Also: I think it's confusing that you are bringing babies not being allowed to leave until they're well cared for in this discussion, or moms abandoning their babies at the hospital.  I don't know what that has to do with the situation.  None of the moms we've been discussing have any intention of voluntarily leaving their babies at the hospital or not caring well for their babies.

I think in this case the concern is making sure the baby is leaving getting proper nutrition. If the mom is trying to BF then they want to ensure that the it's is going well before the mom and baby are released. They don't want to send them home with major BF issue to be worked out after the fact if where there is a potential for the baby to end up back in the hospital dehydrated. If the mom decides to FF then I doubt they would force the mom to stay in the hospital as long as the baby was being properly fed formula. But since so few moms choose to FF, generally I presume most Swedish mom's want to be successfully BF'ing before leaving the hospital. Maybe their are moms in Sweden who want to FF but don't due to BF being the norm just as their are moms in the U.S. who FF solely becuase that is the norm in their community.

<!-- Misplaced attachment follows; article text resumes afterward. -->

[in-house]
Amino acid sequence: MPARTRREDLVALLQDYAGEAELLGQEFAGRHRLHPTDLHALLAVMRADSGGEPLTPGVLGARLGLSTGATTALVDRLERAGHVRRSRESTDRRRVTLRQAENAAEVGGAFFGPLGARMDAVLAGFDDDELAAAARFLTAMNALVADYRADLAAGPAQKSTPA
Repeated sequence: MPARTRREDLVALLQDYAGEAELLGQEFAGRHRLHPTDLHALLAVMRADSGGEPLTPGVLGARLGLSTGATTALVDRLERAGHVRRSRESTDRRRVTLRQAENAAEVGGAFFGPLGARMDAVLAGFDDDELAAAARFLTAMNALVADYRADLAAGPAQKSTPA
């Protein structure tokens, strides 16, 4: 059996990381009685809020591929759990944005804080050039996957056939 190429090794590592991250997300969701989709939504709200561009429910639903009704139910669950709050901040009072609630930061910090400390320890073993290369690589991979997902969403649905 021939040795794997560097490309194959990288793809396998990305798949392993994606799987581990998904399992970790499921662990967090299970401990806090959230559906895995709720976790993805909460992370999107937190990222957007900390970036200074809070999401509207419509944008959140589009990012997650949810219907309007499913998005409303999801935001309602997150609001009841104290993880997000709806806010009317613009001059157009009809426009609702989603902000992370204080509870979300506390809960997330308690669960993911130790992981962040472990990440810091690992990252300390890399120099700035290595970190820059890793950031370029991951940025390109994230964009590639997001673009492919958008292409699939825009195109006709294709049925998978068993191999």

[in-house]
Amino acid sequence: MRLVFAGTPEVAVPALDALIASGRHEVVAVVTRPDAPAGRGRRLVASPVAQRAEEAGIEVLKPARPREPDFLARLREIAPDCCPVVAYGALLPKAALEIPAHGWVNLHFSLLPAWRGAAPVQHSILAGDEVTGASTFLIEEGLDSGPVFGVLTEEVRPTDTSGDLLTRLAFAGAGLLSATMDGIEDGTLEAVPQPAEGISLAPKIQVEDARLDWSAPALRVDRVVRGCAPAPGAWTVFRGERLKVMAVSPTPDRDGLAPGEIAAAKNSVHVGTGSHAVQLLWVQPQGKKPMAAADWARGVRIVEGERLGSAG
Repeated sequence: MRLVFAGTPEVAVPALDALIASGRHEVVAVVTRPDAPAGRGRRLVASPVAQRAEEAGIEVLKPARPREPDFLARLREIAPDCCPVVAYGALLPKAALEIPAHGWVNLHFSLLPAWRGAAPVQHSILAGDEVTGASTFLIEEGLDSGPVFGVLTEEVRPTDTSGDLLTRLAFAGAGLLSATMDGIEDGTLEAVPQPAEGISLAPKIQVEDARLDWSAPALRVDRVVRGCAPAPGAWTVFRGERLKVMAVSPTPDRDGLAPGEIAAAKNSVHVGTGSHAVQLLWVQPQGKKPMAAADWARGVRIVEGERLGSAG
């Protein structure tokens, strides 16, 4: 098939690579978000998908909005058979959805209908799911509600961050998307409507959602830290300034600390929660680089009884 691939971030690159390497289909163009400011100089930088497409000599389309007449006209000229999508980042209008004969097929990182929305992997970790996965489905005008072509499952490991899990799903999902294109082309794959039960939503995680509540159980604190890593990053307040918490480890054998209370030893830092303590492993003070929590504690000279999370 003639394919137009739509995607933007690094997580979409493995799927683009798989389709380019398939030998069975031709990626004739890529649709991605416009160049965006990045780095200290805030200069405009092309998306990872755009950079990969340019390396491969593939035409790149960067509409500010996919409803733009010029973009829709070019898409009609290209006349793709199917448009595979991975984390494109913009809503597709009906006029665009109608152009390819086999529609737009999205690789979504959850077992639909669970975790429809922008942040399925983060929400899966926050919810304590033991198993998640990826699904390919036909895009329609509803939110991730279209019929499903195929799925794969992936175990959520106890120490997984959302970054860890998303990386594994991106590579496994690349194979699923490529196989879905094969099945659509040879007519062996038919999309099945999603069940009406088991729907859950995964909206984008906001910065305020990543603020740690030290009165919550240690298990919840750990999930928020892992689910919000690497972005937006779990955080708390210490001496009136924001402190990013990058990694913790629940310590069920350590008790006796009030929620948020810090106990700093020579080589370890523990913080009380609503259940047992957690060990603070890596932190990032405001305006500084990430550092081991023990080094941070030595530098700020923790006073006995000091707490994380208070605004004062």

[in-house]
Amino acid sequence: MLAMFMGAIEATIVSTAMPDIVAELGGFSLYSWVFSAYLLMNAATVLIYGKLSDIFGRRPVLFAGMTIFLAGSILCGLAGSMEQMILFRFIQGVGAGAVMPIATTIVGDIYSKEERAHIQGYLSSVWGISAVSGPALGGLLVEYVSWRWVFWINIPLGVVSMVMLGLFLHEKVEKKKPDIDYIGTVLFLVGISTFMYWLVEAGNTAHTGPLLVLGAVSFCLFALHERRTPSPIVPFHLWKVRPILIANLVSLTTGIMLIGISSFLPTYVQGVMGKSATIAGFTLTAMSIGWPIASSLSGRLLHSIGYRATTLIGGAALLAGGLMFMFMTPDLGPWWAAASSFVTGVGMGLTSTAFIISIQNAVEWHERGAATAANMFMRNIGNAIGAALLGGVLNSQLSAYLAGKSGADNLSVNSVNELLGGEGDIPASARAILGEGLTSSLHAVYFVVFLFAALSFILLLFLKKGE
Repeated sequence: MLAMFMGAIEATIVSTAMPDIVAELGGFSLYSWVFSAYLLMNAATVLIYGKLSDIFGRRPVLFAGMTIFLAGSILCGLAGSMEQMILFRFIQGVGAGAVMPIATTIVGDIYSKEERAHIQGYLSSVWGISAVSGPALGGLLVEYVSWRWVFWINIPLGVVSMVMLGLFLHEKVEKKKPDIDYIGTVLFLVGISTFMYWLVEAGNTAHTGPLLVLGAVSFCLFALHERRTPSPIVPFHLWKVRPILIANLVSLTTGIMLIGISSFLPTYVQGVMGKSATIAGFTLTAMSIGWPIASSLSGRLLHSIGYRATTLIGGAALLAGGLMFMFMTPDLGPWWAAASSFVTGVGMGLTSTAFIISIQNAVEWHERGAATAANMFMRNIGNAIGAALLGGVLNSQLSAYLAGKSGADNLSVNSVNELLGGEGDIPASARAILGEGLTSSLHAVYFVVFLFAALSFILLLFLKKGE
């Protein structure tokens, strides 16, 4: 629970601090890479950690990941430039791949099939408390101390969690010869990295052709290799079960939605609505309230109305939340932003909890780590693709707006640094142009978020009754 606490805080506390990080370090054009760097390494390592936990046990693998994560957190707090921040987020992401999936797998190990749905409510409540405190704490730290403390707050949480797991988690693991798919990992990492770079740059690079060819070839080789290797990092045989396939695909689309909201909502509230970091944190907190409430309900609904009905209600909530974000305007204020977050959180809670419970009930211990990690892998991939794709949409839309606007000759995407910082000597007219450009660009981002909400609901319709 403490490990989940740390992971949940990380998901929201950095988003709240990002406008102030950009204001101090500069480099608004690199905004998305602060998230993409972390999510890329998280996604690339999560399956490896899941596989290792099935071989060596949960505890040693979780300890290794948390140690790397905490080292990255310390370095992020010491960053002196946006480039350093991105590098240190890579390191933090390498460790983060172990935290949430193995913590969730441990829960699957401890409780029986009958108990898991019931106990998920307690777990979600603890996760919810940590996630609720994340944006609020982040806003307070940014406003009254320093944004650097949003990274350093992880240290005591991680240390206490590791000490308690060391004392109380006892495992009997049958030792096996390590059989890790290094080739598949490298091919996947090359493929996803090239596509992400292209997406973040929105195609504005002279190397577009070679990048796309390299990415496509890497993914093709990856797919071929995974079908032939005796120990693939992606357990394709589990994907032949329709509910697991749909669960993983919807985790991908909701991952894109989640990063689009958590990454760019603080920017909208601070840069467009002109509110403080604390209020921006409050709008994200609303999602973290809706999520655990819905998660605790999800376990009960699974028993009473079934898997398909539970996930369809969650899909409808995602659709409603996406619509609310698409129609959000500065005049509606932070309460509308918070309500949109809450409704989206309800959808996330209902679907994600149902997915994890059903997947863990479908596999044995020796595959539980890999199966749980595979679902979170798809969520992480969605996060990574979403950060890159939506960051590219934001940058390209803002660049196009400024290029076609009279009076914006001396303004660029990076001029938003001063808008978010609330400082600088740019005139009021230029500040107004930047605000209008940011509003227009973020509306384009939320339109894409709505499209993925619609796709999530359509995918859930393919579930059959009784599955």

I think the Swedish policy is better then what some hospitals are doing in the U.S. with new moms where they either send the mom on their way even though their baby is not BF'ing well yet or force them to give formula to their baby without much effort to help them resolve their BF issues.

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iVillage Member
Registered: 06-16-2010
Mon, 03-25-2013 - 10:21am
kevali2010 wrote:
<p>I also find it ironic that the OP seems aghast at the idea of "we know better" than the woman in the article, yet she seems to know better how my child was faring because I was determined to breastfeed him exclusively. hmmmmmmm...</p>

{{The article discussed the opposite ~ making sure the baby was fed.  Breastmilk or formula.}}

The opposite of what? If you think I was discussing making sure the baby was NOT fed, then my point went zooming by you.

{{ Your post said <<My firstborn had an improper latch and it took weeks to correct it. I didn't give up or give in, even though there were plenty of people who told me that it was OK to give him formula. It was OK to give up, formula wasn't poison, it would be fine, I should stop being a martyr...Hey! I could write my own article about how guilty those people made ME feel!>> }}

I know what my post said, I wrote it. :D

{{You said there were people telling you to give the baby formula.}}